Google Announces New Ways to Identify Nofollow Links, Progress on Related Gutenberg Ticket Is Currently Stalled

This week Google announced changes to the 15-year old nofollow attribute that was previously recommended for identifying links related to advertising, sponsors, or content for which users are not intending to pass along ranking credit. The nofollow attribute is no longer a catchall for these types of instances, as Google has introduced two new rel values (“sponsored” and “ugc”) to further specify the purpose of the link to the search engine:

  • rel=”sponsored”:
  • Use the sponsored attribute to identify links on your site that were created as part of advertisements, sponsorships or other compensation agreements.

  • rel=”ugc”:
  • UGC stands for User Generated Content, and the ugc attribute value is recommended for links within user generated content, such as comments and forum posts.

  • rel=”nofollow”:
  • Use this attribute for cases where you want to link to a page but don’t want to imply any type of endorsement, including passing along ranking credit to another page.

Google is also shifting to using a “hint model” for interpreting the new link attributes:

When nofollow was introduced, Google would not count any link marked this way as a signal to use within our search algorithms. This has now changed. All the link attributes — sponsored, UGC and nofollow — are treated as hints about which links to consider or exclude within Search. We’ll use these hints — along with other signals — as a way to better understand how to appropriately analyze and use links within our systems.

The announcement includes a few notable instructions regarding usage. Although all the new link attributes are working today as hints for ranking purposes, there is no need to change existing links. For sponsored links, Google recommends switching over to using rel=”sponsored” if or when it is convenient. Users can also specify multiple rel values (e.g. rel=”ugc sponsored”). Google plans to use the hints for crawling and indexing purposes beginning March 1, 2020.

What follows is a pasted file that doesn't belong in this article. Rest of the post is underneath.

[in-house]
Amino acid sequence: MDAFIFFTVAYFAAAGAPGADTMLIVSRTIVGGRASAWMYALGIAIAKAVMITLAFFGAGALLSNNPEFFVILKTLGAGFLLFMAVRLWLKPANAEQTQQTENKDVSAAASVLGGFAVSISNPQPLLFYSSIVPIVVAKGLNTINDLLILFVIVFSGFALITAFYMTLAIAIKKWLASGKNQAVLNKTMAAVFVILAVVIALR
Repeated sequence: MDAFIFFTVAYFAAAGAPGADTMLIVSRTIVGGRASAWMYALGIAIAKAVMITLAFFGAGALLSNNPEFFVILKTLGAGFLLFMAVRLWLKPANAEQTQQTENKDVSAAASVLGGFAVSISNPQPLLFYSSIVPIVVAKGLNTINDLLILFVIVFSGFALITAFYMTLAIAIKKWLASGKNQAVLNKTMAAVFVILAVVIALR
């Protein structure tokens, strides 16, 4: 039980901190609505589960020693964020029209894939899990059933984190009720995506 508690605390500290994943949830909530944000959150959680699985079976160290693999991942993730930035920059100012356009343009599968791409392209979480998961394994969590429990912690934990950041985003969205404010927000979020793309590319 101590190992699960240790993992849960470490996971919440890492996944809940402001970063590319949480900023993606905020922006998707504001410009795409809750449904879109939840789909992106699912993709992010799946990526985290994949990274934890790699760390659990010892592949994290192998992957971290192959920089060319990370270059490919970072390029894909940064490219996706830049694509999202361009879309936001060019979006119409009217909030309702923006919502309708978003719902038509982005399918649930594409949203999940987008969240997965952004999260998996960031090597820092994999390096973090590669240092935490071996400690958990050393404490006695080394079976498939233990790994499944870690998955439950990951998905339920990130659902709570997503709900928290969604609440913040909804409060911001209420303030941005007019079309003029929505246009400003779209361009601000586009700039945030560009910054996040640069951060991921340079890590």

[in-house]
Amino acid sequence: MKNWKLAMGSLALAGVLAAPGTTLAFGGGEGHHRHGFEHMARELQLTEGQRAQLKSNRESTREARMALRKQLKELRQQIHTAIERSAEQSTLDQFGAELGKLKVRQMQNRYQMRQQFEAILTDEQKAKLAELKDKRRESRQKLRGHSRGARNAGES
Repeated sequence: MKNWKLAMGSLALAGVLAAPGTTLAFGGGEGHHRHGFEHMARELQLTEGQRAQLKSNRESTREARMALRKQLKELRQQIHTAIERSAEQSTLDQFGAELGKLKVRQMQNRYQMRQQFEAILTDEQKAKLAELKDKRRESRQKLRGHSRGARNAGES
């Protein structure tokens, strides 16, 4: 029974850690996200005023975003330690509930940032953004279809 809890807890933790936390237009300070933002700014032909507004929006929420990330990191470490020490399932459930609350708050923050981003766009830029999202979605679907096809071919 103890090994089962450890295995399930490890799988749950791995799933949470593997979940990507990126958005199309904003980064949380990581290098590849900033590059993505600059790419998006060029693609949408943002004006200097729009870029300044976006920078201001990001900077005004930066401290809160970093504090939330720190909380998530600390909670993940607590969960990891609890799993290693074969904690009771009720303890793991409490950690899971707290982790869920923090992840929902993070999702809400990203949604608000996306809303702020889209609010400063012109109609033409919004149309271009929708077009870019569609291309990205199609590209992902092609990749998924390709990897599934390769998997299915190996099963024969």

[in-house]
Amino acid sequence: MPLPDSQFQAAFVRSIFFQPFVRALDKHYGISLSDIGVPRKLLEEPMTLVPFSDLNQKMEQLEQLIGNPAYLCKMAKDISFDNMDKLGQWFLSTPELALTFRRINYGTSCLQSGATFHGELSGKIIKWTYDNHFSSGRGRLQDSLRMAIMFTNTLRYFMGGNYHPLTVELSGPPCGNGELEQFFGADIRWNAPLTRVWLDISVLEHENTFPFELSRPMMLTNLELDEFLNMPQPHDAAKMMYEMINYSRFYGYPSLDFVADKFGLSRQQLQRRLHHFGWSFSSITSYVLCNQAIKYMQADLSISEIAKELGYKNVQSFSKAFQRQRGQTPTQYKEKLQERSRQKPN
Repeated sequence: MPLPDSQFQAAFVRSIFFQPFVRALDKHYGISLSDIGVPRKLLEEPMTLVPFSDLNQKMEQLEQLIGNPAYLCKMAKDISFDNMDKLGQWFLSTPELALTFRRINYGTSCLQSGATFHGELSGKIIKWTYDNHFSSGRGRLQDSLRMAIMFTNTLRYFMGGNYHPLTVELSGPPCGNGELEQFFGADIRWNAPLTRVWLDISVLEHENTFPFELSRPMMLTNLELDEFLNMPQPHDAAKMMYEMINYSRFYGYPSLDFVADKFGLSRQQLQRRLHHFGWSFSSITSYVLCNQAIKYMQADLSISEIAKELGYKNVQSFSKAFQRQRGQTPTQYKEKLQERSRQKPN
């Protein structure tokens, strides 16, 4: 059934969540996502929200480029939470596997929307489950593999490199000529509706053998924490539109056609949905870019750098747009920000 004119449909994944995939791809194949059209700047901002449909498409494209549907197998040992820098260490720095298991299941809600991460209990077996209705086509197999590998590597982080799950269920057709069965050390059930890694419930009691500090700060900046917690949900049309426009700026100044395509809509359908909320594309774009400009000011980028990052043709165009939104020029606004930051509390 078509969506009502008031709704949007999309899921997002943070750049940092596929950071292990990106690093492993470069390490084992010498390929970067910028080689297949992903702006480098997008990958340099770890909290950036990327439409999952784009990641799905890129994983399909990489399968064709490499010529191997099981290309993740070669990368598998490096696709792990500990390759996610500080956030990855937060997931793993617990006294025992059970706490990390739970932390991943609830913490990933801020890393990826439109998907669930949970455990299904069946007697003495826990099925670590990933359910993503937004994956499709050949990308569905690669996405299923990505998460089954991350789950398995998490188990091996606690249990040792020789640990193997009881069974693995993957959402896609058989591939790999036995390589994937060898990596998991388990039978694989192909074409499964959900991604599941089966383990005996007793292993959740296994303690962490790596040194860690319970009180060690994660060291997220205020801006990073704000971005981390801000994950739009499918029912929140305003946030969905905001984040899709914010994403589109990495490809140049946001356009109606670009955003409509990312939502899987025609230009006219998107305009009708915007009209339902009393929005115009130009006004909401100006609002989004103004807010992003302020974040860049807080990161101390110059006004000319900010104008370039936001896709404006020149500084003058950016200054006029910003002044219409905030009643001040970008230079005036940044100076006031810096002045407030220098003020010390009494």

The new ways to identify nofollow links impacts not only how users create links in their sites but also plugins that add the nofollow attribute sitewide or other otherwise. Plugin authors will want to reevaluate the options provided in their products.

Progress on the relevant Gutenberg PR for adding a nofollow option has stalled and is not currently listed for any upcoming milestones. Last week Gutenberg designer Mark Uraine expressed hesitation on adding this feature to the plugin.

“I’m hesitant on this one,” Uraine said. “I think it’s been a long-standing discussion and there are reasons behind not including this option in the Classic Editor.

“How does it adhere to the WordPress 80/20 rule? We’re looking to implement this as an option (not a decision)… so will 80% of WP users benefit from it?”

Gutenberg users are continuing to advocate on the ticket for the necessity of nofollow link options.

“Now, with Gutenberg, you can only add a nofollow by switching to the HTML version and manually add the nofollow attribute,” Andreas de Rosi said. “It’s a big pain. I don’t know how to best implement it (I am not a programer), but this is an important feature the Gutenberg editor should have.”

Paal Joachim Romdahl commented on the ticket, requesting a simple way for plugins to extend the link dialog box if the Gutenberg team decides to reject the PR for adding nofollow options.

More general discussion regarding how to implement link settings extensibility is open in a separate ticket on the Gutenberg repository.

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4 Comments


  1. Hi,

    Thanks for the post.
    Concerning UGC rel attribute value, worth noting a ticket already exists in WordPress Core track to explore ways to allow users/developers to add that attribute value into Comment links.

    Cheers,
    Jb

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  2. It’s not my problem that Google wants or doesn’t want to follow links. They seem to do a pretty good job of identifying ad links anyway, so I don’t know we have to work for them.

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  3. I understand the philosophy behind the 80/20 rule, but it’s become a lazy and inconsistent “go-to” for lead devs when they don’t want to include something in core.

    How many people use the verse block?

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